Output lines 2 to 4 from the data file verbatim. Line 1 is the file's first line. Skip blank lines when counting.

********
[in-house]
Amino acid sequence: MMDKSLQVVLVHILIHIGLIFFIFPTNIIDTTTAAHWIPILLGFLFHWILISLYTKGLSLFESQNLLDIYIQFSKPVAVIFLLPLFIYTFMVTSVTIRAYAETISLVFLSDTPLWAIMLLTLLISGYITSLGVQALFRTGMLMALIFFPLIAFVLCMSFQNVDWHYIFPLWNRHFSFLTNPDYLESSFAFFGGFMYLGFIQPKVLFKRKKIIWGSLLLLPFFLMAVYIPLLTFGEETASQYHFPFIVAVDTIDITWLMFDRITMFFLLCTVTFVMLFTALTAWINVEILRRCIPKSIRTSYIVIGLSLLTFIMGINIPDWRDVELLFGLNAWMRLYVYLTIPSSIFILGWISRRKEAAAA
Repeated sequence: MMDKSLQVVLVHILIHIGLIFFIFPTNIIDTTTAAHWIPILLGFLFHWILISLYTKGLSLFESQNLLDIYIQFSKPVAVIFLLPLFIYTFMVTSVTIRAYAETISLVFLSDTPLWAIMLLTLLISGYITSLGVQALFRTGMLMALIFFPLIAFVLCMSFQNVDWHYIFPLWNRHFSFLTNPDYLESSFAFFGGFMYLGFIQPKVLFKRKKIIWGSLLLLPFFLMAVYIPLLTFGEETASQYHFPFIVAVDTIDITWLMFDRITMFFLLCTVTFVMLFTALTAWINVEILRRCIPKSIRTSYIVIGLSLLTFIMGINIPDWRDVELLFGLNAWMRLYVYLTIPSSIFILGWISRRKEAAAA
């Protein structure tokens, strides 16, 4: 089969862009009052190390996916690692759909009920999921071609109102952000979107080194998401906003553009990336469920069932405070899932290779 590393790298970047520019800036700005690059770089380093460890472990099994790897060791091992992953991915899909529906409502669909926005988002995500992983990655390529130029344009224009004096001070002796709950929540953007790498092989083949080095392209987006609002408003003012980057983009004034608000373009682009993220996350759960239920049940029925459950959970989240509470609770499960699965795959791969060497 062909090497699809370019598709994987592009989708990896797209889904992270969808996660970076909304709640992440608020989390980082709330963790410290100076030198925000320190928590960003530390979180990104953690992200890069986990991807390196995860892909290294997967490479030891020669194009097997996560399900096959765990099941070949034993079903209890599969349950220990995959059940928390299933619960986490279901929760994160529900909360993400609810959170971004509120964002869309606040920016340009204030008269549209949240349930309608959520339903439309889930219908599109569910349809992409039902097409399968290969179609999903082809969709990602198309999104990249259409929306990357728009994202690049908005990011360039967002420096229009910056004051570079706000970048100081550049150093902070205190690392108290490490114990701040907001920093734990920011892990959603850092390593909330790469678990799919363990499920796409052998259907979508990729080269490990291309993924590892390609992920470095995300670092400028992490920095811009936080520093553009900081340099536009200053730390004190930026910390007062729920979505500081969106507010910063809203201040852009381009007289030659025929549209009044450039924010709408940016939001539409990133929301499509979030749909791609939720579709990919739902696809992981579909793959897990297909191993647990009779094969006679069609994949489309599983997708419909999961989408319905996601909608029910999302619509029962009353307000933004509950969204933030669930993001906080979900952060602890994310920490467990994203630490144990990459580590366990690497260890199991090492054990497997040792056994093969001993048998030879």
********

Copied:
Amino acid sequence: MMDKSLQVVLVHILIHIGLIFFIFPTNIIDTTTAAHWIPILLGFLFHWILISLYTKGLSLFESQNLLDIYIQFSKPVAVIFLLPLFIYTFMVTSVTIRAYAETISLVFLSDTPLWAIMLLTLLISGYITSLGVQALFRTGMLMALIFFPLIAFVLCMSFQNVDWHYIFPLWNRHFSFLTNPDYLESSFAFFGGFMYLGFIQPKVLFKRKKIIWGSLLLLPFFLMAVYIPLLTFGEETASQYHFPFIVAVDTIDITWLMFDRITMFFLLCTVTFVMLFTALTAWINVEILRRCIPKSIRTSYIVIGLSLLTFIMGINIPDWRDVELLFGLNAWMRLYVYLTIPSSIFILGWISRRKEAAAA
Repeated sequence: MMDKSLQVVLVHILIHIGLIFFIFPTNIIDTTTAAHWIPILLGFLFHWILISLYTKGLSLFESQNLLDIYIQFSKPVAVIFLLPLFIYTFMVTSVTIRAYAETISLVFLSDTPLWAIMLLTLLISGYITSLGVQALFRTGMLMALIFFPLIAFVLCMSFQNVDWHYIFPLWNRHFSFLTNPDYLESSFAFFGGFMYLGFIQPKVLFKRKKIIWGSLLLLPFFLMAVYIPLLTFGEETASQYHFPFIVAVDTIDITWLMFDRITMFFLLCTVTFVMLFTALTAWINVEILRRCIPKSIRTSYIVIGLSLLTFIMGINIPDWRDVELLFGLNAWMRLYVYLTIPSSIFILGWISRRKEAAAA
């Protein structure tokens, strides 16, 4: 089969862009009052190390996916690692759909009920999921071609109102952000979107080194998401906003553009990336469920069932405070899932290779 590393790298970047520019800036700005690059770089380093460890472990099994790897060791091992992953991915899909529906409502669909926005988002995500992983990655390529130029344009224009004096001070002796709950929540953007790498092989083949080095392209987006609002408003003012980057983009004034608000373009682009993220996350759960239920049940029925459950959970989240509470609770499960699965795959791969060497 062909090497699809370019598709994987592009989708990896797209889904992270969808996660970076909304709640992440608020989390980082709330963790410290100076030198925000320190928590960003530390979180990104953690992200890069986990991807390196995860892909290294997967490479030891020669194009097997996560399900096959765990099941070949034993079903209890599969349950220990995959059940928390299933619960986490279901929760994160529900909360993400609810959170971004509120964002869309606040920016340009204030008269549209949240349930309608959520339903439309889930219908599109569910349809992409039902097409399968290969179609999903082809969709990602198309999104990249259409929306990357728009994202690049908005990011360039967002420096229009910056004051570079706000970048100081550049150093902070205190690392108290490490114990701040907001920093734990920011892990959603850092390593909330790469678990799919363990499920796409052998259907979508990729080269490990291309993924590892390609992920470095995300670092400028992490920095811009936080520093553009900081340099536009200053730390004190930026910390007062729920979505500081969106507010910063809203201040852009381009007289030659025929549209009044450039924010709408940016939001539409990133929301499509979030749909791609939720579709990919739902696809992981579909793959897990297909191993647990009779094969006679069609994949489309599983997708419909999961989408319905996601909608029910999302619509029962009353307000933004509950969204933030669930993001906080979900952060602890994310920490467990994203630490144990990459580590366990690497260890199991090492054990497997040792056994093969001993048998030879």